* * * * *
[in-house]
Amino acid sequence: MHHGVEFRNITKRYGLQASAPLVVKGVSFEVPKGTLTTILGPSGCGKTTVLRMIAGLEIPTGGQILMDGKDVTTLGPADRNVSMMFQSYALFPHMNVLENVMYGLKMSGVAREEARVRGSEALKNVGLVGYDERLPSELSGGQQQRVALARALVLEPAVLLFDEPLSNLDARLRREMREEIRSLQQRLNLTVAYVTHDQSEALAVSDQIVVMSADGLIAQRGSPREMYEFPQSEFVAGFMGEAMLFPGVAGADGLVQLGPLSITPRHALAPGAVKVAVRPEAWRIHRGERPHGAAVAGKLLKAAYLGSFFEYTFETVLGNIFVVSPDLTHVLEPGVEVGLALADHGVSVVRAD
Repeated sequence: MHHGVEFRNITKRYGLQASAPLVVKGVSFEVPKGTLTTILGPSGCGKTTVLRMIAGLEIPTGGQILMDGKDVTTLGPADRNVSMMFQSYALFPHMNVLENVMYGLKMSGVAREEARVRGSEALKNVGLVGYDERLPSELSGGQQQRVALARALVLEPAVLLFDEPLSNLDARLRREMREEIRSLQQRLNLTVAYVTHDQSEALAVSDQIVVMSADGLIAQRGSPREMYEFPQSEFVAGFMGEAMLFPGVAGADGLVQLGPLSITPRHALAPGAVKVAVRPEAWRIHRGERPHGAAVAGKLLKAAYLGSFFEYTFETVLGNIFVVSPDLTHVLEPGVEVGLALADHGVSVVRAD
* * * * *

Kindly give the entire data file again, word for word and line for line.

[in-house]
Amino acid sequence: MHHGVEFRNITKRYGLQASAPLVVKGVSFEVPKGTLTTILGPSGCGKTTVLRMIAGLEIPTGGQILMDGKDVTTLGPADRNVSMMFQSYALFPHMNVLENVMYGLKMSGVAREEARVRGSEALKNVGLVGYDERLPSELSGGQQQRVALARALVLEPAVLLFDEPLSNLDARLRREMREEIRSLQQRLNLTVAYVTHDQSEALAVSDQIVVMSADGLIAQRGSPREMYEFPQSEFVAGFMGEAMLFPGVAGADGLVQLGPLSITPRHALAPGAVKVAVRPEAWRIHRGERPHGAAVAGKLLKAAYLGSFFEYTFETVLGNIFVVSPDLTHVLEPGVEVGLALADHGVSVVRAD
Repeated sequence: MHHGVEFRNITKRYGLQASAPLVVKGVSFEVPKGTLTTILGPSGCGKTTVLRMIAGLEIPTGGQILMDGKDVTTLGPADRNVSMMFQSYALFPHMNVLENVMYGLKMSGVAREEARVRGSEALKNVGLVGYDERLPSELSGGQQQRVALARALVLEPAVLLFDEPLSNLDARLRREMREEIRSLQQRLNLTVAYVTHDQSEALAVSDQIVVMSADGLIAQRGSPREMYEFPQSEFVAGFMGEAMLFPGVAGADGLVQLGPLSITPRHALAPGAVKVAVRPEAWRIHRGERPHGAAVAGKLLKAAYLGSFFEYTFETVLGNIFVVSPDLTHVLEPGVEVGLALADHGVSVVRAD